Illegal Drug ER Visits Highest in Boston, New York

Rates of ED visits involving heroin use were similar to the overall trend of emergency room visits.
Orange County Deputy Probation Officer Erin Merritt holds a spoon with black tar heroin which she found in a probationer's apartment in Santa Ana, California July 22, 2011. Boston, Chicago, New York City, Detroit, and Seattle had the highest rates of ED visits involving heroin. Lucy Nicholson/ Reuters

Several major cities in America show significantly higher rates of overall illicit drug related emergency room visits compared to the national average, according to a new report.

Boston, New York, Chicago, and Detroit have the highest rates of overall illicit drug related emergency visits.

The findings were presented in a report by the Substance Abuse and Mental Health Services Administration’s Drug Abuse Warning Network (DAWN), a public health surveillance system that monitors drug- related emergency department visits throughout the United States.

Boston had the highest rate at 571 emergency room visits involving illicit drugs per 100,000 people. New York City had 555, Chicago was at 507, and Detroit reached 462. The national average 317.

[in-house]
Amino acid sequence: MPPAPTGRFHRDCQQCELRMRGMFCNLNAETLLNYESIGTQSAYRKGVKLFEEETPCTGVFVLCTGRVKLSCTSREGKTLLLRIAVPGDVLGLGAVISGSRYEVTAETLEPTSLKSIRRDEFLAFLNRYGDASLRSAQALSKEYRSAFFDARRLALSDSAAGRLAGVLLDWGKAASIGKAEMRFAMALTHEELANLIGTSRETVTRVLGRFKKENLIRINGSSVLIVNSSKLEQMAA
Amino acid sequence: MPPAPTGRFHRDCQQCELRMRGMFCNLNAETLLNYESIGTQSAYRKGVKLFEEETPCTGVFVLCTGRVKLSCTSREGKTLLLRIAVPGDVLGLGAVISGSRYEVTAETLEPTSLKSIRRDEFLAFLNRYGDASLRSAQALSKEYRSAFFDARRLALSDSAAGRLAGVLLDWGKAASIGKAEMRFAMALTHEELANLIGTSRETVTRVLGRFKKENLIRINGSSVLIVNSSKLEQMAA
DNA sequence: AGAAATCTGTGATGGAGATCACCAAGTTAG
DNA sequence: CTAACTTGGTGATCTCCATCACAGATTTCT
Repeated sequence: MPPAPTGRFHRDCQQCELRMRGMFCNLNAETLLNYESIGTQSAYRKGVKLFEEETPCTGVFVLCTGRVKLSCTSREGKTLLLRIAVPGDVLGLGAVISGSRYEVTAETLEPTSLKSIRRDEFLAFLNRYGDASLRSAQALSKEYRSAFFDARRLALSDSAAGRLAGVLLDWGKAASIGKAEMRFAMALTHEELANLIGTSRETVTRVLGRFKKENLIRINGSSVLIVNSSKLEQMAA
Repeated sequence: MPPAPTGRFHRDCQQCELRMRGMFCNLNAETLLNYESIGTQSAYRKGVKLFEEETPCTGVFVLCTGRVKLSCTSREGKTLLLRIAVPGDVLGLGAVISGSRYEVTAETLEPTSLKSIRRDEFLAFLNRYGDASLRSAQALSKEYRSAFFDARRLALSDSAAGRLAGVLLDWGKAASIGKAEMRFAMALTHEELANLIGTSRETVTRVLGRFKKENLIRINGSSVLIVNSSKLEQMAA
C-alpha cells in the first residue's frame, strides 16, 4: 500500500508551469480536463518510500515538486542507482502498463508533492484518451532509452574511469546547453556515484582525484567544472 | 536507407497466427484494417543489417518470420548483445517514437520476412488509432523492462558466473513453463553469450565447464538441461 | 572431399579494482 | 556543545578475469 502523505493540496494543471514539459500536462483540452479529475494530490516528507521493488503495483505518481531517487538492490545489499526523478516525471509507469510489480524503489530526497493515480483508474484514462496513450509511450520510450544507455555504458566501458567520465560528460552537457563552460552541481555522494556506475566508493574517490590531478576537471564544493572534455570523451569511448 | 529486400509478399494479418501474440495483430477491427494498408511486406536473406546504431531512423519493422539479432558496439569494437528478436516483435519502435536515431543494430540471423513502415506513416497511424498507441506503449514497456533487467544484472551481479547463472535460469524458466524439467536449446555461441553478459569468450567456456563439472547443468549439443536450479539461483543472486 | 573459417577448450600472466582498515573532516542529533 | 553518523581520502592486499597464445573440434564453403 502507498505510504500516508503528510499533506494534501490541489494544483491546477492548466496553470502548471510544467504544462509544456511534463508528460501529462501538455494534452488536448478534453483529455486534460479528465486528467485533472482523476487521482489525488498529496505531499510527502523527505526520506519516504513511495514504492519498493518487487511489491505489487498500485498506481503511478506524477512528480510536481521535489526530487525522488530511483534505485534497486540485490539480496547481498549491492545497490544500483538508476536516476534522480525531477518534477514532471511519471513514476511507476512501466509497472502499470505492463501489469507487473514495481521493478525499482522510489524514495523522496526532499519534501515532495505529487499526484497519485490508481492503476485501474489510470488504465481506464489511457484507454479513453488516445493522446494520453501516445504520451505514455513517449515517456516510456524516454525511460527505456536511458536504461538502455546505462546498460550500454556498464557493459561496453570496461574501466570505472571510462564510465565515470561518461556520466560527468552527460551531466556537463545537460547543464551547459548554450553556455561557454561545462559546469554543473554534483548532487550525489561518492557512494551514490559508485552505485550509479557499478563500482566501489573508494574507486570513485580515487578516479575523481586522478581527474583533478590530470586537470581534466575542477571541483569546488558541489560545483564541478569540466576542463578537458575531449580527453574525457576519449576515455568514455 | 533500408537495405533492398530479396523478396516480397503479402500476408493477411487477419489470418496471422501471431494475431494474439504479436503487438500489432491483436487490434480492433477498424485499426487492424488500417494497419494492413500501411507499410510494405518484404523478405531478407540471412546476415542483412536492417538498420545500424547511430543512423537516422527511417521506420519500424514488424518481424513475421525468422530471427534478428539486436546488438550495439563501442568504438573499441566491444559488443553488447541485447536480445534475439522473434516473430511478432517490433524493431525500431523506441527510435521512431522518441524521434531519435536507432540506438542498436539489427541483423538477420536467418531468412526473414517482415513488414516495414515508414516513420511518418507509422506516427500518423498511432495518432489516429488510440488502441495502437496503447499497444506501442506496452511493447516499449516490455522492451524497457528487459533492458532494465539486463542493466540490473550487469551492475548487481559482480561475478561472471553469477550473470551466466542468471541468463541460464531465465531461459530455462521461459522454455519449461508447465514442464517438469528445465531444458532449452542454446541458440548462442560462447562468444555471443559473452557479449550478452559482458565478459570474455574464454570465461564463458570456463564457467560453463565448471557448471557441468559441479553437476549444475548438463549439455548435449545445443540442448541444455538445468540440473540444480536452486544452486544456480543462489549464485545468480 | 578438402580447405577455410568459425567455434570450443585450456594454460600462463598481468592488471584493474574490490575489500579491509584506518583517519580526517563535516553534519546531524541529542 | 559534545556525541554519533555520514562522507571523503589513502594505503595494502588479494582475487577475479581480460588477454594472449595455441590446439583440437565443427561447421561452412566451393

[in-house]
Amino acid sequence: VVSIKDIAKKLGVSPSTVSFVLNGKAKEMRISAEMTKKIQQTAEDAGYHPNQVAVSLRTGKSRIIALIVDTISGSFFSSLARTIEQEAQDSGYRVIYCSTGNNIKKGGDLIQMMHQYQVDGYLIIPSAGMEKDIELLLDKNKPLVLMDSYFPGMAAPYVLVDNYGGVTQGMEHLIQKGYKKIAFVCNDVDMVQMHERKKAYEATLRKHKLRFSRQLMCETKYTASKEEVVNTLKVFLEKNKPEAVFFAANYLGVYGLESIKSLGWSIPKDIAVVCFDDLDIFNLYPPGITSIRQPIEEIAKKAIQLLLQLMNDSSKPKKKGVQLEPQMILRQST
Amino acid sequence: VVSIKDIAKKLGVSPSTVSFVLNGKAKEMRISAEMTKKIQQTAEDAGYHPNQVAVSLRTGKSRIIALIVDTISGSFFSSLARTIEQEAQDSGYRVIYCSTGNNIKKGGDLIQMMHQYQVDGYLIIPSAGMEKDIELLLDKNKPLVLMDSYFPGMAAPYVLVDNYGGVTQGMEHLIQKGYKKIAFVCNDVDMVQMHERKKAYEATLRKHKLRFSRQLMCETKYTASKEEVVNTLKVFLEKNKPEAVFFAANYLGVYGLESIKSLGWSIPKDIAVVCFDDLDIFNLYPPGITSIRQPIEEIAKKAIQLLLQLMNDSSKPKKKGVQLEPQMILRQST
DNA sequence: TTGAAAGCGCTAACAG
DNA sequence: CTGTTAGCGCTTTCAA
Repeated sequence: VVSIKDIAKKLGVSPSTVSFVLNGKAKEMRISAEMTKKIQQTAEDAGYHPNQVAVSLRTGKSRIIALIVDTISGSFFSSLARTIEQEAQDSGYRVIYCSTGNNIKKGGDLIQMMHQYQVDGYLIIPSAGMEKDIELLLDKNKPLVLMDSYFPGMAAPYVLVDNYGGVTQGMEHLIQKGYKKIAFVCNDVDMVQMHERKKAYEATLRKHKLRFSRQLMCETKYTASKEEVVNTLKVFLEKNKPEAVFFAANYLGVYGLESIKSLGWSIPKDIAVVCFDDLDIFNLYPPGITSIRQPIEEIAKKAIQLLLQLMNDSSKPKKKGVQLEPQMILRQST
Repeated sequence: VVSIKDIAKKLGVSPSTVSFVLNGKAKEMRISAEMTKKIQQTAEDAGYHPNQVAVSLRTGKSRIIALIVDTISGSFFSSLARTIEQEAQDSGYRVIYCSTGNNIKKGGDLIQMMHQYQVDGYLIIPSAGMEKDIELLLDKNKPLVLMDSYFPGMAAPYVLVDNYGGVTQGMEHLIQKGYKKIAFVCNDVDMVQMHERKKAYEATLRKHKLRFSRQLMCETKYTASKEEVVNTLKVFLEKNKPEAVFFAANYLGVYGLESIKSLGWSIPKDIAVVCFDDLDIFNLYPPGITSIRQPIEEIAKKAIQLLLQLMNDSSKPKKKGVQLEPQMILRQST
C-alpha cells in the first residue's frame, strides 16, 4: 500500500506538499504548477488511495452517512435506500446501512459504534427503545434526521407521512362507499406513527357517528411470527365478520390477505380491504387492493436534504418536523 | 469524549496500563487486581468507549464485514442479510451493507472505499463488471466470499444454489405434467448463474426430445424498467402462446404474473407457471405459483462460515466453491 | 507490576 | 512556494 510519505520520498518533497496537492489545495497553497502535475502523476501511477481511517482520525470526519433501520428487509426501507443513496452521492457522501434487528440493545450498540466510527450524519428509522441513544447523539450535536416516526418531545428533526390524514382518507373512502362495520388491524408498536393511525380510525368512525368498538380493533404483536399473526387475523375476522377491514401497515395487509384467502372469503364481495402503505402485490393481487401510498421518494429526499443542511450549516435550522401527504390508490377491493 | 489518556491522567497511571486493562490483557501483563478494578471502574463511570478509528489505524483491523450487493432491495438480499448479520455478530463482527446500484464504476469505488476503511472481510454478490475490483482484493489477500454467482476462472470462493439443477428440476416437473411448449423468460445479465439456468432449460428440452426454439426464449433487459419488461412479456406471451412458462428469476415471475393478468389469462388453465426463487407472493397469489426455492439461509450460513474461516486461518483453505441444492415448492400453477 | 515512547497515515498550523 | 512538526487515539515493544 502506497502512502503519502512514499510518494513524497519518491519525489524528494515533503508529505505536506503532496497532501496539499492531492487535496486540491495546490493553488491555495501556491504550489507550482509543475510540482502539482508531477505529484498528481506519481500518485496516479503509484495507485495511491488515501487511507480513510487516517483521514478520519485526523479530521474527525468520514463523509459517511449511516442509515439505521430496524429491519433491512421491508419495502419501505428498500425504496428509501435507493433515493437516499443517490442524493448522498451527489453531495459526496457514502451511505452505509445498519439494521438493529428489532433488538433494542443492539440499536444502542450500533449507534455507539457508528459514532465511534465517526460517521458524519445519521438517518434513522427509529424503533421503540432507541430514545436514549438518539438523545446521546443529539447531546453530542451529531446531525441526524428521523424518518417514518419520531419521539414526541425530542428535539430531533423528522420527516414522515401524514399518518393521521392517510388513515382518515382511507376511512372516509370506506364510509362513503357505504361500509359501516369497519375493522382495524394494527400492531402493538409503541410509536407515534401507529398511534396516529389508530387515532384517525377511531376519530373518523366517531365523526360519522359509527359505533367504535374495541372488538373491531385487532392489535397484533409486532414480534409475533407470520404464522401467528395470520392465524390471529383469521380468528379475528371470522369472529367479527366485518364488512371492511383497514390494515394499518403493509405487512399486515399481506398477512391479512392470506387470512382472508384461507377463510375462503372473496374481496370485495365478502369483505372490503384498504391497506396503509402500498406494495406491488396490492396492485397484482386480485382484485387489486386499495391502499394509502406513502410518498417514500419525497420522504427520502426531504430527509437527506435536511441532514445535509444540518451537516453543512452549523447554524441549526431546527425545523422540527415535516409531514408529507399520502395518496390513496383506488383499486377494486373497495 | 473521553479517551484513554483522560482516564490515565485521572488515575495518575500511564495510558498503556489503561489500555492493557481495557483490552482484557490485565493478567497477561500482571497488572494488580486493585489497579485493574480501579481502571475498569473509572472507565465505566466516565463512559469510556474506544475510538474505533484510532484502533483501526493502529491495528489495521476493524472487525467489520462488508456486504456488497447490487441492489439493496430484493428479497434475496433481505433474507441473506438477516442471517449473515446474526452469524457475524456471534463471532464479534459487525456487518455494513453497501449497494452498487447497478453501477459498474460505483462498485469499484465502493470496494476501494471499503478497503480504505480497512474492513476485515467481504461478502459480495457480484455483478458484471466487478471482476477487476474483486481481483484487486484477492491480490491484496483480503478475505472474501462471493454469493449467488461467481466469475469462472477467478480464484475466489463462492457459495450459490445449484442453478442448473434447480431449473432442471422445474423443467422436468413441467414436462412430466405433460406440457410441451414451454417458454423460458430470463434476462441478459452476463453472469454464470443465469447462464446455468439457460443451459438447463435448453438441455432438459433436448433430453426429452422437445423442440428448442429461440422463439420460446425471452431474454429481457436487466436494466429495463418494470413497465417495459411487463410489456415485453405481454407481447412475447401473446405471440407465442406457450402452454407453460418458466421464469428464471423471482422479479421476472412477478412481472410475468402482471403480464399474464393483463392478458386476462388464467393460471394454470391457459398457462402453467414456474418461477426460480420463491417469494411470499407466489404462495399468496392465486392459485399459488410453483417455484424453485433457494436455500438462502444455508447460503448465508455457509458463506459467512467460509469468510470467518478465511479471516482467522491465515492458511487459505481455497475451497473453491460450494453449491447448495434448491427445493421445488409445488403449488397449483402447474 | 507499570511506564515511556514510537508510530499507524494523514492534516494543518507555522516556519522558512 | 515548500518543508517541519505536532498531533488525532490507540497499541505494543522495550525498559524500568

Heroin-related visits were similar to the overall trend. Boston had the highest rate at 251 per 100,000. Chicago had 216. New York City was at 153. Detroit reached 150. Seattle had 118. The national average was 69 ER visits per 100,000.

Visits combining illicit drugs and alcohol also showed the same differences between major metropolitan areas and the national average. New York City was at 223. Boston had 153. San Francisco reached 150. Chicago was 120. Detroit had 112.

The analysis evaluated information from eleven metropolitan areas including Boston, Chicago, Denver, Detroit, Miami, Minneapolis, New York, Phoenix, San Francisco, and Seattle. 

Minneapolis and Denver had the lowest rates, even lower than the national average, of ER visits that involved only illicit drugs.  However Phoenix had the lowest rate, lower than the national average, for ER visits that involved a combination of alcohol and illicit drugs. 

“When friends, family members and health professionals miss the signs and symptoms of substance abuse the results can be devastating,” said SAMHSA Administrator Pamela S. Hyde in a statement on Thursday.   “One consequence is the costly and inefficient use of emergency rooms as a first step to treatment.   Substance abuse prevention and early intervention can keep people off drugs in the first place and clear the path to healthier lifestyles.”

The survey was developed as a part of SAMHSA’s Strategic Initiative on Data, Outcomes, and Quality that strives to create integrated data systems that are designed to inform policy makers and providers on behavioral health issues.

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